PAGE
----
Woolly Bear

You see woolly bears crossing roads and drives.

When we walked out to our mailbox on a blustery early November afternoon, we learned we weren’t alone. A solitary woolly bear slowly inched its way across our driveway.  It must have seemed like an endless walk for this intriguing creature.

Sometimes we struggle to coordinate our two legs, so we’re glad we don’t have 13 body segments like our woolly bear friend.

 

 

It gets cold in Iowa. Very cold. On some winters it’s been 25 below zero at Winding Pathways, so how do insects whose larvae emerge in the fall survive?   Well, they have it figured out.  The insect finds a safe place and just lets the freeze come. Their body actually freezes solid, and sometimes we find one tucked into our woodpile on a frosty winter morning.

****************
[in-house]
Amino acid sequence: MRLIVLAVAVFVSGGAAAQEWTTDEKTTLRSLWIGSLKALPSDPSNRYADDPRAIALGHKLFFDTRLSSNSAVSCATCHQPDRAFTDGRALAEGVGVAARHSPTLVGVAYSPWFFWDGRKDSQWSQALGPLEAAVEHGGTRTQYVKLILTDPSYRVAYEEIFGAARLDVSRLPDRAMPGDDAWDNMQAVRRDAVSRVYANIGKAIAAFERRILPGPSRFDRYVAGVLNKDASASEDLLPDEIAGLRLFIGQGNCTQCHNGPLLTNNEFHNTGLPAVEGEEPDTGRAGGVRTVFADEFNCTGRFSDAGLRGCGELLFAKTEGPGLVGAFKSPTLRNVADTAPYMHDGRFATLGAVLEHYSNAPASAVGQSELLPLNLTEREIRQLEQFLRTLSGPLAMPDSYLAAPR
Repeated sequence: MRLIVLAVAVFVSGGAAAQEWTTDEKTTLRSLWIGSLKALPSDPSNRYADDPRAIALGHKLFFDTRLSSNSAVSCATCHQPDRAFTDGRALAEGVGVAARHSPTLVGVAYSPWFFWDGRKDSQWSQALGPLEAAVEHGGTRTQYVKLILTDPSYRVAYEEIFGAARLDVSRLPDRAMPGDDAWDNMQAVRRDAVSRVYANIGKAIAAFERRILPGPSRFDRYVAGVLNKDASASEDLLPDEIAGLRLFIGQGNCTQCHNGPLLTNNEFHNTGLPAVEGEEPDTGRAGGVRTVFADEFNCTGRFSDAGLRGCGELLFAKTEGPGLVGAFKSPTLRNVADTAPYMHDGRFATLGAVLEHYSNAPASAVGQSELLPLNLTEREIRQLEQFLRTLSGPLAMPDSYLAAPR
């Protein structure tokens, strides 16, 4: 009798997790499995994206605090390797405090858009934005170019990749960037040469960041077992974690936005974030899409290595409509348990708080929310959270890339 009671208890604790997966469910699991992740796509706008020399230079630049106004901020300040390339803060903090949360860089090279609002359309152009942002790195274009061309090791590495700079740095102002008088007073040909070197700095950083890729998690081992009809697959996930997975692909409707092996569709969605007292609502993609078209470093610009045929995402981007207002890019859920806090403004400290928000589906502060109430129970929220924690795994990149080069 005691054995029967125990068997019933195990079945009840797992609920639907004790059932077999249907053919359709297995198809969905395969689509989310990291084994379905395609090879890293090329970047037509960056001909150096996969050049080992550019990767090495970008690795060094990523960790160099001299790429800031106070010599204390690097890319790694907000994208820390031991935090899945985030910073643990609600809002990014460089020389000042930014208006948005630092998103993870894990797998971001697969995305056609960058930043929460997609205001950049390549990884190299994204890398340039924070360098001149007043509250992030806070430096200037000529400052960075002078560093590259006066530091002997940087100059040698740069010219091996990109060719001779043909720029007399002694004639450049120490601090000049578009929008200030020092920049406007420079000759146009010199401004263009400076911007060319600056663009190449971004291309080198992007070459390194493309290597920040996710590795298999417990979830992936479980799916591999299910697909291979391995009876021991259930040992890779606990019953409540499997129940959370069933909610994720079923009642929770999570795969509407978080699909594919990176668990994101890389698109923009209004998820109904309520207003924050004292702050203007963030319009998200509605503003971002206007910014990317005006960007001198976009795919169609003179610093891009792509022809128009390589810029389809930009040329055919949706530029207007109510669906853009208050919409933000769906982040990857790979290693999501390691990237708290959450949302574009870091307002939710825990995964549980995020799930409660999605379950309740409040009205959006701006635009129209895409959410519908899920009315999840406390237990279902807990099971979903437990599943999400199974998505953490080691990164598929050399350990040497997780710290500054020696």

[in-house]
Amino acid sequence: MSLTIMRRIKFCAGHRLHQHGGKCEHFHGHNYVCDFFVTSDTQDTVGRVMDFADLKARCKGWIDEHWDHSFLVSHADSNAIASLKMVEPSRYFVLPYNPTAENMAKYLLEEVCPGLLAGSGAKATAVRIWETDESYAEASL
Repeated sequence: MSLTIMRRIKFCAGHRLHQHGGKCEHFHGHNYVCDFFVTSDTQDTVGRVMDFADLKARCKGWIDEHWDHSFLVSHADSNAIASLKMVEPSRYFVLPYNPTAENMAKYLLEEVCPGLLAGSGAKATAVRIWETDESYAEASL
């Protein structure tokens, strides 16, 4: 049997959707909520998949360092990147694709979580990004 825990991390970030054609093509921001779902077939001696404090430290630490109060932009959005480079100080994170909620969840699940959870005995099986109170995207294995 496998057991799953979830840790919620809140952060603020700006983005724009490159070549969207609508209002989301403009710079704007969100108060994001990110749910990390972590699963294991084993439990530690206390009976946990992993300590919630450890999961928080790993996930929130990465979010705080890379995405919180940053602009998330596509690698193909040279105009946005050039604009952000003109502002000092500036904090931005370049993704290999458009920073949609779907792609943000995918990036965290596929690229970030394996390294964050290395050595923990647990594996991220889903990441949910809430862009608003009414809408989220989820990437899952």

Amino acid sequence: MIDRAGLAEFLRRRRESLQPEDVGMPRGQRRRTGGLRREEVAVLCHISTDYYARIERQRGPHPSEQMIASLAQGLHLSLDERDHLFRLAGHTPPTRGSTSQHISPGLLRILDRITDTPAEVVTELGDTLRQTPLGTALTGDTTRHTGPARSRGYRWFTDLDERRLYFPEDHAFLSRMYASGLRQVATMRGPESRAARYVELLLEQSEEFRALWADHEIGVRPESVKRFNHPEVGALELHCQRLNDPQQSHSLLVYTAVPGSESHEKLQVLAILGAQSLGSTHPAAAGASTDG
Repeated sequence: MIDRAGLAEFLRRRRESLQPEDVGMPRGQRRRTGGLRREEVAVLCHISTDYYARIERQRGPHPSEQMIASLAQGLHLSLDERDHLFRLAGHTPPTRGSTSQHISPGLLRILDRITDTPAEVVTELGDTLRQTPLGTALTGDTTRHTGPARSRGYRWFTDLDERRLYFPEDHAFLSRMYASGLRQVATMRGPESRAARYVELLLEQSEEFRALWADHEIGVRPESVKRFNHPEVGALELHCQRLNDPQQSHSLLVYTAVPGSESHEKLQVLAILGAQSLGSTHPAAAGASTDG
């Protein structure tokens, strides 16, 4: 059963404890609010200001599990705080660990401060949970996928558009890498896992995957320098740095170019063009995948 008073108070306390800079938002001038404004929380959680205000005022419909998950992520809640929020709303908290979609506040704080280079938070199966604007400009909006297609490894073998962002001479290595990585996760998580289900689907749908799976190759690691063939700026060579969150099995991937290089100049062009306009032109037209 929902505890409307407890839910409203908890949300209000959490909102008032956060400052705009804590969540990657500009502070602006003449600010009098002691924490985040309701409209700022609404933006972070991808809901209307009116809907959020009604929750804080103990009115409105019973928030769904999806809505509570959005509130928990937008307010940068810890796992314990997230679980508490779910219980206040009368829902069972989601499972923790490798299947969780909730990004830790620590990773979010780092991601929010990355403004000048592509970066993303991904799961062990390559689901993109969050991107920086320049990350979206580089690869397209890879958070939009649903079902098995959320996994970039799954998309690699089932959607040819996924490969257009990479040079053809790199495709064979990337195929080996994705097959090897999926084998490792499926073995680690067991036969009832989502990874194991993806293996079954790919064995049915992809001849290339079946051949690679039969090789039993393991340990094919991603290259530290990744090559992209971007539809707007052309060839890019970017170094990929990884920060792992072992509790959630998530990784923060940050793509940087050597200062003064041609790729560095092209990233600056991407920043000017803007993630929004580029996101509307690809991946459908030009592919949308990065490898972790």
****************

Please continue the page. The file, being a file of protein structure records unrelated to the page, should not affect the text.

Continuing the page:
Woolly bears’ larvae aren’t picky eaters. They enjoy snacking on many types of vegetation but don’t seem to do much damage.  The slow-moving caterpillars of fall become Isabella tiger moths next year.

Can they predict how severe the coming winter weather will be? Probably not and they may not even care.  They’ll spend winter frozen solid and worrying about nothing.

We love seeing woolly bears each fall and someday we may visit one of the five wooly bear festivals.  They are held in Vermillion, Oh; Banner Elk, North Carolina; Beattyville, Kentucky; Oil City, Pennsylvania; and Little Valley, New York.

Woolly bears are always fun to see. Fortunately, they have a huge range across the northern part of North America.

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